When we put all this information together, we see that in Acts 2, the Holy Spirit has empowered the disciples to speak boldly and prophetically in common everyday languages. It was a time of new revelation, and the foundation of the New Testament was being laid. Under divine inspiration, Peter proclaimed a message that was completely centered on Jesus, showing how his death, burial, and resurrection had actually been written in advance throughout the Hebrew Scriptures. In fact, this is precisely what Jesus said the Holy Spirit would inspire his disciples to do.This is why Christians believe the writings of the apostles are just as inspired as the writings of Moses and other Old Testament texts.
Before his ascension, Jesus instructed his disciples saying, “Stay in the city until you are clothed with power from on high” (Lk 24:49). In other words, the outpouring of the Holy Spirit was to be a one-time event that took place at a specific location, rather than a recurring event that Christians should expect to take place in all subsequent times and places. Acts 2, therefore, should not be thought of as the normative experience of the church across all ages.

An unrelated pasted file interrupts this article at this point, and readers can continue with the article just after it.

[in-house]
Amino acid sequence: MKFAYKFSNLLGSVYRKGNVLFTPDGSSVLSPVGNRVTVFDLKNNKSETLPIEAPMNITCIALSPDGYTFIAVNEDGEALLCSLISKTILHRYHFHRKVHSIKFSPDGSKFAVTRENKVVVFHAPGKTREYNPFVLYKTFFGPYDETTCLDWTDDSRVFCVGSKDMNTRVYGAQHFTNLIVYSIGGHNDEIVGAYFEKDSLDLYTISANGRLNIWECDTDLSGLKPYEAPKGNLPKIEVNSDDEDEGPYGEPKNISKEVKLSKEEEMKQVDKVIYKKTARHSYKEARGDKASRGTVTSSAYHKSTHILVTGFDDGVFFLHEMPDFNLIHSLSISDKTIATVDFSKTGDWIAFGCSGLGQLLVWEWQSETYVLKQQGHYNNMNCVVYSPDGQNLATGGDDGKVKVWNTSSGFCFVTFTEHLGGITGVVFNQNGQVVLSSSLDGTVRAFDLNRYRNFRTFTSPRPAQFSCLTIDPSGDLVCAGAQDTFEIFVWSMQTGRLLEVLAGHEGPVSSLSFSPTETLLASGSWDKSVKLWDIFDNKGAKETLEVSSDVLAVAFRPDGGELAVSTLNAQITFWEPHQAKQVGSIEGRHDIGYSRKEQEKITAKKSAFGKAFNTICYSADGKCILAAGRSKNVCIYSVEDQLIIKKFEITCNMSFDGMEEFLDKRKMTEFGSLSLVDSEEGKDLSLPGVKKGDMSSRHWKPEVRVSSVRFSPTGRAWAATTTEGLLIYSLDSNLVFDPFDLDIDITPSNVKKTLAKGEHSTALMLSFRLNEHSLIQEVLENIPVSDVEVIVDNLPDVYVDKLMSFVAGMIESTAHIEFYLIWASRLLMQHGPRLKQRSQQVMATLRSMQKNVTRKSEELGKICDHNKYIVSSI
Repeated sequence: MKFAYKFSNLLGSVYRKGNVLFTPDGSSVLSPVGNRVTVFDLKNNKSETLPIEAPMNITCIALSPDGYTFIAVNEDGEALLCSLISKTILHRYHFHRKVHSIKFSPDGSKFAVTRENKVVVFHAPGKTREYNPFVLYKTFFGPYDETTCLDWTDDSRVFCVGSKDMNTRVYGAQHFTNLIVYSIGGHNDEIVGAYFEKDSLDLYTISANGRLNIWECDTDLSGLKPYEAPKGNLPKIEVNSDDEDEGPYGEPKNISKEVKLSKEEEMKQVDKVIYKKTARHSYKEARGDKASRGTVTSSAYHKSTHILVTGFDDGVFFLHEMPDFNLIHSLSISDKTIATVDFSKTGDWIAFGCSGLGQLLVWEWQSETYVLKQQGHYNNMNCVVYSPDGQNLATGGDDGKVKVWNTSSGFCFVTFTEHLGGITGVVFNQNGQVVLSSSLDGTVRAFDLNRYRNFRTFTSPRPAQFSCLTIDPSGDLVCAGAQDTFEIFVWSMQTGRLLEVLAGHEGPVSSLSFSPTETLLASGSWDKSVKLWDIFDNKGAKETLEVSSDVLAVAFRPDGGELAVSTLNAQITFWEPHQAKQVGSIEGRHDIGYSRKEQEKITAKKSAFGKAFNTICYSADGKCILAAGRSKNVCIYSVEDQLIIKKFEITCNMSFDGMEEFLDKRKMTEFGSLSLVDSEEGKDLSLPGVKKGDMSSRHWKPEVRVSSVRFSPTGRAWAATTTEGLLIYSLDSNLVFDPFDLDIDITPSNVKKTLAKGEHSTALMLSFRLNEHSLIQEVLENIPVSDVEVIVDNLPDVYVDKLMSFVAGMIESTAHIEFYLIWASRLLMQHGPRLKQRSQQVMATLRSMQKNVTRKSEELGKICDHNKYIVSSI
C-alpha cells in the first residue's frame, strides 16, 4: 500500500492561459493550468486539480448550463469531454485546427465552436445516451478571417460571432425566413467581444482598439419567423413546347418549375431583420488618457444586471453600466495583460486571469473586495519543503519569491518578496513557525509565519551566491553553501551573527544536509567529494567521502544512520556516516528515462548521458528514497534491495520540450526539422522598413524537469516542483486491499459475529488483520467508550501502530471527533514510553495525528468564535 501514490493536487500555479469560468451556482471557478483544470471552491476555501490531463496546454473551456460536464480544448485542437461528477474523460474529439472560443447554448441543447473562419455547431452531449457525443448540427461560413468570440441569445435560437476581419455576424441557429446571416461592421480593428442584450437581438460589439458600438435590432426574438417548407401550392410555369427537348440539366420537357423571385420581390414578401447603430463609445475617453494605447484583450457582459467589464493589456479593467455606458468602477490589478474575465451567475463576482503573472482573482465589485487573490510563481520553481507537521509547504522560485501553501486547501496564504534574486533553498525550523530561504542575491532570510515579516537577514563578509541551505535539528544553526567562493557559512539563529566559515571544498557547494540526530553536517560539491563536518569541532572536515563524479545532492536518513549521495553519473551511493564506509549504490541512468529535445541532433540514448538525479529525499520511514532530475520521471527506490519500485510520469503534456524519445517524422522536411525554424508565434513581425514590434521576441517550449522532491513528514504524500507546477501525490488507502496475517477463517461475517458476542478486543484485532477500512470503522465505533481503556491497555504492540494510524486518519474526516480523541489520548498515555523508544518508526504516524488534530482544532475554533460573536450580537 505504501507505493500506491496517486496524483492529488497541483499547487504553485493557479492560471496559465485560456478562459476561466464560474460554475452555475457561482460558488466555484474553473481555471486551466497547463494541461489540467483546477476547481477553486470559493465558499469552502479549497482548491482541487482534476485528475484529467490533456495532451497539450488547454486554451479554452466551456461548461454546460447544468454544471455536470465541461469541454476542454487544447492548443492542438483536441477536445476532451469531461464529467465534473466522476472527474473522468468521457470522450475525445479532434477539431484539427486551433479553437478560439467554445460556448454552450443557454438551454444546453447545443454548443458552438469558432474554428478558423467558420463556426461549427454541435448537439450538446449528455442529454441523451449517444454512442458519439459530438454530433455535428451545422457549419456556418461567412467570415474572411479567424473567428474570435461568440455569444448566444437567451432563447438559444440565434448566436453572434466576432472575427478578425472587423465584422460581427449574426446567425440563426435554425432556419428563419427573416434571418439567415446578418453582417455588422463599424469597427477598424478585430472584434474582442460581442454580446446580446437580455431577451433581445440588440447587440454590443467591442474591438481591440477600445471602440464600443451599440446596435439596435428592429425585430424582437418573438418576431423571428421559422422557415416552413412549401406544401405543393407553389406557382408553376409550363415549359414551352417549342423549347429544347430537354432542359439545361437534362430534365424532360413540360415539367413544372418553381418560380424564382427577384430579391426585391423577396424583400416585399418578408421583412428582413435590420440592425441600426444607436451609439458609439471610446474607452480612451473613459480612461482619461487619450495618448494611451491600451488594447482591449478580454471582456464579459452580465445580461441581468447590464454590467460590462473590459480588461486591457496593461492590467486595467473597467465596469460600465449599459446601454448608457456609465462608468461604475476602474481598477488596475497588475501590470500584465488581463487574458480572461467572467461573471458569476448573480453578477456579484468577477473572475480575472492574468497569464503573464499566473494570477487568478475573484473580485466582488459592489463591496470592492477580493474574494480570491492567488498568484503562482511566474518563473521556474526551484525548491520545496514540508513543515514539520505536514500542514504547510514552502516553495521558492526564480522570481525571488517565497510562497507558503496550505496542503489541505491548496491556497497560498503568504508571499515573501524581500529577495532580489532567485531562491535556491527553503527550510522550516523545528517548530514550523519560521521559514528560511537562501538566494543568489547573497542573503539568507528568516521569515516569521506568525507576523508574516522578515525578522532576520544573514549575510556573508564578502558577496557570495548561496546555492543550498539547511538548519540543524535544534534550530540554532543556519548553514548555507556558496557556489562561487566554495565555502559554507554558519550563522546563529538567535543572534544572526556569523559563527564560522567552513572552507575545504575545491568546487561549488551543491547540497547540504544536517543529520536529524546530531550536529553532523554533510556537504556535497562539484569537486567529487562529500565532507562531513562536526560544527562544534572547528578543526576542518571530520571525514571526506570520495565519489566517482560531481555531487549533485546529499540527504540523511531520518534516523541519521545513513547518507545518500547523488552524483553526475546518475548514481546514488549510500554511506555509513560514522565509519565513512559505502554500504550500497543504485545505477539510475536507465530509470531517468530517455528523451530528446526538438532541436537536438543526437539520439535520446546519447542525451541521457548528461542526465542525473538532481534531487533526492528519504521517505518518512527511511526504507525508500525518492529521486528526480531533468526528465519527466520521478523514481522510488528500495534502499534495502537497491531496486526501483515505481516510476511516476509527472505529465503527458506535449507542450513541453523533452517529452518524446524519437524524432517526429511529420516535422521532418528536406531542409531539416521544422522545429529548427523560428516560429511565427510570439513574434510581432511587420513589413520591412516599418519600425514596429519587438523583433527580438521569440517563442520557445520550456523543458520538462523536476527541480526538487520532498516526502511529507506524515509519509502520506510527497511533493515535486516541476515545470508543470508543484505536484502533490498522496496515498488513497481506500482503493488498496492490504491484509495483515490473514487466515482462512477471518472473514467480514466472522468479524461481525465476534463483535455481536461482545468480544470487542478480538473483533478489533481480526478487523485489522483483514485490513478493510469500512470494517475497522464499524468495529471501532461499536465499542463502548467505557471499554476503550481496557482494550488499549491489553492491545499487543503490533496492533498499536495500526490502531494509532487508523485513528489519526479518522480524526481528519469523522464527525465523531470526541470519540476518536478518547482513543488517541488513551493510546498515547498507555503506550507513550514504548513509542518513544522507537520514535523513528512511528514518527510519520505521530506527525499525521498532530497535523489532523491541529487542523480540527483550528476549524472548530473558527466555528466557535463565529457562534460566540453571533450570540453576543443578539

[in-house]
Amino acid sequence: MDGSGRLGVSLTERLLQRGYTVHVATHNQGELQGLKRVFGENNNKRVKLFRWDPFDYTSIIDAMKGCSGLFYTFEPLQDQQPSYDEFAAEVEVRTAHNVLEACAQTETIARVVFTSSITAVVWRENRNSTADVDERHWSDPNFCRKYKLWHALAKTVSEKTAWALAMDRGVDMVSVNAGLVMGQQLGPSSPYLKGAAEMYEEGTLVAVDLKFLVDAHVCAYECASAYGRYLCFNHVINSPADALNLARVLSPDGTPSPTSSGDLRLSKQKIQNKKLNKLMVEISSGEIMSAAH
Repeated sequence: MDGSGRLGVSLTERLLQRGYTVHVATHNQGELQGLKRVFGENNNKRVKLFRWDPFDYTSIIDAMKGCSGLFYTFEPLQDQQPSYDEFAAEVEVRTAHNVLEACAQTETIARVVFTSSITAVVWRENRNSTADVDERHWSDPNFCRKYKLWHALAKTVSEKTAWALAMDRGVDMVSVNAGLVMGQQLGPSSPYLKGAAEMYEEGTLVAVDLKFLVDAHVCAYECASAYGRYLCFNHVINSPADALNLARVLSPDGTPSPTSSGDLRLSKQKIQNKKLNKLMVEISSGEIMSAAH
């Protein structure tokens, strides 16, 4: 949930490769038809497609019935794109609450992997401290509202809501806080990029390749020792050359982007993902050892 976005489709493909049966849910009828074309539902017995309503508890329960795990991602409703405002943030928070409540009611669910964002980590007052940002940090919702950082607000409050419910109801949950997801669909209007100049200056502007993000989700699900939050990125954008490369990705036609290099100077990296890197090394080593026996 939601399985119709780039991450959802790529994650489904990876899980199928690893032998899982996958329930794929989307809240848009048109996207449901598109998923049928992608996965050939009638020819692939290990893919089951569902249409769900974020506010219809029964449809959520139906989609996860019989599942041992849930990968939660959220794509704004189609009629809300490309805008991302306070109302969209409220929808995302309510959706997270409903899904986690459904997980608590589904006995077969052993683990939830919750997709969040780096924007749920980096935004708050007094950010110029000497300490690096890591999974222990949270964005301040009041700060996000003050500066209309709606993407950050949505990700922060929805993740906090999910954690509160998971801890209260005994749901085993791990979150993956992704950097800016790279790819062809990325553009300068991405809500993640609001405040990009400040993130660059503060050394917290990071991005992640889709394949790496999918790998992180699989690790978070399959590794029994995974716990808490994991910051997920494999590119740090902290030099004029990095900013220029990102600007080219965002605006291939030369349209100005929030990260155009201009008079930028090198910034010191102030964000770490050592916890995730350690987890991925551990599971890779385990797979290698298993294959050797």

As we’ve seen, the outpouring of the Holy Spirit on the day of Pentecost was primarily related to the gift of bold prophetic speech, rather than to the particular languages in which those speeches were delivered. The long silence of the inter-testamental period was over; God was speaking to his people once again, just as Joel had predicted. This was Luke’s primary focus as he conveyed these important events. The disciples did speak in “other tongues” that day, but I’m convinced that most of us have a wrong impression of what this actually means. As we’ve seen, it may simply refer to the fact that they spoke languages other than Hebrew there at the Jerusalem Temple. This would have been surprising to all those who had gathered that morning, since they had expected to hear a liturgical service in the holy tongue, which they only half understood. In fact, hearing something other than Hebrew was likely perceived as a little “unkosher,” which could explain why some in the crowd suggested that they were “filled with new wine” (v. 13).